As the domestic capital market is underdeveloped, Vietnamese banks are in dire need of foreign capital to meet Basel II standards by 2020 as required by the central bank.
Vietnamese banks will find it difficult to attract foreign investors, especially prestigious financial institutions, if the foreign ownership limit (FOL) in the country's banking industry is kept unchanged at 30 percent as it currently stands, experts said.
According to Long Ngo, associate director at the Research Department at Viet Capital Securities, investment trends in the banking industry will depend on when the government lifts the FOL.
The FOL issue will not change if the draft Law on Securities is passed later this year, and would require a separate act from the National Assembly changing the Law on Credit Institutions.
Thus, Long believes, this is not something that will happen this year. If and when the FOL on banks is changed, likely to happen in 2020, there will then be a marked pickup in foreign investment into the banking sector.
Sharing the same view, banking expert Nguyen Tri Hieu said the current FOL of 30 percent on the banking industry isn’t encouraging foreign investors to invest in local banks as they can’t be involved in banks’ decision-making with such holding rate.
To make the country’s finance and banking sector more attractive to foreign investors, Hieu suggested the government should increase the FOL to 49 percent.
Oliver Massmann, general director of international law firm Duane Morris Vietnam, also believes the government should open up more room for foreign ownership in local financial institutions, as the FOL in many lenders has nearly reached the permitted level.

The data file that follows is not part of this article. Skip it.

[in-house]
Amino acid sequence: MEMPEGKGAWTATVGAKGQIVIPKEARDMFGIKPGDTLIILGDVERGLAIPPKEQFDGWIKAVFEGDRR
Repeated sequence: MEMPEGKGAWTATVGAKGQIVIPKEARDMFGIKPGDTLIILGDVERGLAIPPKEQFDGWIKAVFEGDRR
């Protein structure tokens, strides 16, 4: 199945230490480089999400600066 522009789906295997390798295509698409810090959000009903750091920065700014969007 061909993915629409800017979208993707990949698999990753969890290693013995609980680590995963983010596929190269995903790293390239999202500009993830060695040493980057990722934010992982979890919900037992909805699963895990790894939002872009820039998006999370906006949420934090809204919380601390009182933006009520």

The government should also continue to complete the legal framework for the financial service sector to comply with its commitments under free trade agreements, thus raising investor confidence in the system and their willingness to invest further, he said.
Besides capital, experts also believe a higher FOL will help local banks lure more foreign participation in the market, which will create opportunities for the banks to acquire experience, management capacity and technology for sustained development.
In a recent proposal sent to the central bank’s Governor Le Minh Hung, the Vietnam Association of Financial Investors (VAFI) said in recent years, Vietnamese banks have made progress in privatization, stock exchange listing and bad debt reduction.
However, VAFI suggested in order to make the domestic banking system truly healthy and sustainable, it was necessary to have a new legal framework to facilitate domestic banks in attracting capital and governance experience from prestigious foreign banks.
Good corporate governance from foreign banks would help prevent bad debts and wrongdoings in the banking system, VAFI said.
To help local banks attract foreign capital, the government should drastically change the shareholder structure in both state-owned and private banks, allowing foreign banks to hold larger shares in domestic banks, VAFI said.
Specifically, VAFI said the foreign ownership cap at well-performing banks should be increased from the current 30 percent to 49 percent.
A foreign bank should be allowed to hold a maximum of 40 percent of a local bank’s charter capital for at least five years. If transferred, the stake must be transferred to another prestigious foreign bank, VAFI said.
According to experts, as the domestic capital market is underdeveloped, Vietnamese banks are in dire need of foreign capital to meet Basel II standards by 2020 as required by the central bank.
Fitch Ratings estimated the Vietnamese banking system could face a capital shortfall of almost US$20 billion, equal to 9 percent of GDP, to meet the Basel Committee on Banking Supervision’s Basel II, known as Basel II for short, standards and increase allowance coverage to a level that reflects underlying asset-quality problems. Hanoitimes